Belgium’s southeastern corner is by far its most picturesque, with forested hills and steep river valleys concealing villages, monasteries and castles. While its countryside is popular with walkers, towns such as Liège – Francophone Belgium’s largest city – merit a visit.

The Semois Valley, with its river framed by meadows and steeply rising wooded slopes, can claim some of Belgium’s most beautiful scenery. One of the region’s best views is from the village of Rochehaut.

Built from golden sandstone, the Abbaye Notre Dame near Villers-devant-Orval is a monastery famed for its Orval Trappist beer. The brewery is normally closed to visitors, but you can buy the monastery’s produce at the shop (shop admission free).

Built from golden sandstone, Grottes de Hotton has a fascinating assortment of stalagmites. The highlight of a visit is descending into a former siphon and emerging into a 37m-high chasm (Chemin du Spéléo Club; admission £7).

The Hautes Fagnes (High Fens) are an upland plateau of swampy See heath and peat bogs, and one of Belgium’s most popular day-hiking spots. The Nature Centre of Botrange is the park’s visitor centre, and has details of walking routes in the park (Rt de Botrange; admission free).

Although not immediately beautiful, the city of Liège has a gritty charm of its own. A highlight is the Musée de La Vie Wallonne – a museum exploring the history of Belgium’s Walloon community, with exhibits ranging from 12th-century metalwork to 1960s interiors (Cour des Mineurs; admission £4).

Eat and drink
Le Pot au Lait is Liège’s most eccentric pub-café, with stuffed animal heads, African masks and space-age furniture. La Chouffe, the region’s famous blonde beer, is on draught (Rue Soeurs de Hasque ; pints of blonde beer £2).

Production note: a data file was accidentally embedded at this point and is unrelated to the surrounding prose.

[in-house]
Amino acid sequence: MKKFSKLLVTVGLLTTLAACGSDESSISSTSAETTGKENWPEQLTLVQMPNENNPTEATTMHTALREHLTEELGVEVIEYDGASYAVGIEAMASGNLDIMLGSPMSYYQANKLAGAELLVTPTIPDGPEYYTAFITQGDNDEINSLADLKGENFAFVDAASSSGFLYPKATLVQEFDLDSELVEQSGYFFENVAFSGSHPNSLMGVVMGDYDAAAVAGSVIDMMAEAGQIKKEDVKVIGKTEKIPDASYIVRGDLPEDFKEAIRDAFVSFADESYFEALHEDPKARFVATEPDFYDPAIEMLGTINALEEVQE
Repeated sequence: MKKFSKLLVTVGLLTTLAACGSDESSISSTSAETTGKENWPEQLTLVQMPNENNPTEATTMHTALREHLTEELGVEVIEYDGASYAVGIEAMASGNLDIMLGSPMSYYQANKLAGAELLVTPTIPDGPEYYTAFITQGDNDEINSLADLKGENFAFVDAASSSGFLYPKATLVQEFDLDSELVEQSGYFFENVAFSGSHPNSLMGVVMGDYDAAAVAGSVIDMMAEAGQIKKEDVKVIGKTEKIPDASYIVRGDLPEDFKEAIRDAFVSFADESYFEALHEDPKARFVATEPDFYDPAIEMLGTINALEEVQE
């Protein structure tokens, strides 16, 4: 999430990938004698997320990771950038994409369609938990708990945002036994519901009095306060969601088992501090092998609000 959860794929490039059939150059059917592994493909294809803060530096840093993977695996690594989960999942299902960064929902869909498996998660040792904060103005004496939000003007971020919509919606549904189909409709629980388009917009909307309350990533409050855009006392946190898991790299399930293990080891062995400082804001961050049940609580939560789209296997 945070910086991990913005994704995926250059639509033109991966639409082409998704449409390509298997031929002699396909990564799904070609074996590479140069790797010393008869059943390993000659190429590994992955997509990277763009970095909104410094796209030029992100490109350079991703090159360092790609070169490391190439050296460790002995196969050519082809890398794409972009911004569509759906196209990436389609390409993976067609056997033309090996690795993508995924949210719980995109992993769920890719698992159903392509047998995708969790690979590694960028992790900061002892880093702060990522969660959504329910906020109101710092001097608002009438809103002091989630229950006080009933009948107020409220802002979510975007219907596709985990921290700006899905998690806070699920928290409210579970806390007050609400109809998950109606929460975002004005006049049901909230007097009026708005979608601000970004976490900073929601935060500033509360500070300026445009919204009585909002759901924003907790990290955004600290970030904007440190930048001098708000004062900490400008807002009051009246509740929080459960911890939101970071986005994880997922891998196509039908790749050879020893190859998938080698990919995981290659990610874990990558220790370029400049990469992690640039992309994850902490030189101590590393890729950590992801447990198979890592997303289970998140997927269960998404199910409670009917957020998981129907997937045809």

A butcher’s shop with a tasting salon, Maison Bouillon et Fils in La Roche-en-Ardenne is a long-time local institution. Sandwiches come with pickles – best eaten with a shot of plum liqueur, Prunalet, available from stores nearby (Pl du Marché 9; 11am–5pm, closed Tue; taster plates from £9).

Stylish Wagon Leo in Bastogne partly occupies a 1940s tram carriage. The restaurant menu skips seasonally between oysters, mussels, steaks and seafood. An informal bistro menu is also available (Rue Du Vivier 4-8; closed 2–14 July; restaurant mains from £8).

Beer steins dangle from the beams at La Vieille Ardenne, a café-restaurant in Bouillon with outdoor tables in the summer. Fairly priced trout and quail are on the menu, alongside local game in autumn (00 32 6 146 62 77; Grand Rue 9; closed Wed; dinner mains from £12).

La Petite Fugue in the town of Namur offers a modern spin on classic French cuisine that mirrors its minimalist décor. Typical dishes might include filet mignon with asparagus wrapped in bacon, and sea bass with artichoke tartare and roasted almond oil (Place Chanoine Descamps 5; mains from £14).

Facing the 12th-century Château Comtal de Rochefort, Hôtel le Vieux Logis occupies a venerable old stone building. Cosy rooms are peppered with antique furniture, and there’s an attractive courtyard garden (Rue Jacquet 71; rooms from £70).

Julevi in Eupen is a former linen merchant’s house turned b&b retreat, with smart rooms, a library and an attractive communal lounge with an honesty bar. When the weather permits, guests can eat breakfast in the small garden (Heidberg 4; from £80).

Spread across a number of cottages in Rochehaut, the rambling Auberge de la Ferme has good-value rooms in a variety of sizes and styles, the smartest of which have terraces. And Rochehaut’s famous river views are just a stone’s throw away from the hotel itself (Rue de la Cense; from £110).

Dufays is an exquisitely restored, 200-year-old stone building in Stavelot with six lavish b&b rooms, each individually furnished. The Art Deco decadence of Années 30 and the safari theme of the Africa Room are highlights (Rue Neuve 115; from £130).

Occupying a half-timbered mansion a short distance west of Verviers, Hostellerie Lafarque in Pepinster was once a boarding school, and now plies its trade as a genteel hotel. Plush rooms overlook the verdant grounds, and there’s a Michelinstarred restaurant on the premises (Chemin des Douys 20; closed Tue & Wed; from £150).

How to go
One of the easiest ways to get to the Ardennes is via Brussels – Eurostar services run from London to Belgium’s capital (from £70). From Brussels, trains go to Namur (from £8) and Liège (from £12).

Getting around
Some trains operate in Ardennes, with various lines converging at Namur and Liege, while TEC operates buses in the region. However, private transport is best – car hire is available at Brussels airport (from £55 per day).


The article 'Mini guide to Ardennes, Belgium' was published in partnership with Lonely Planet Traveller.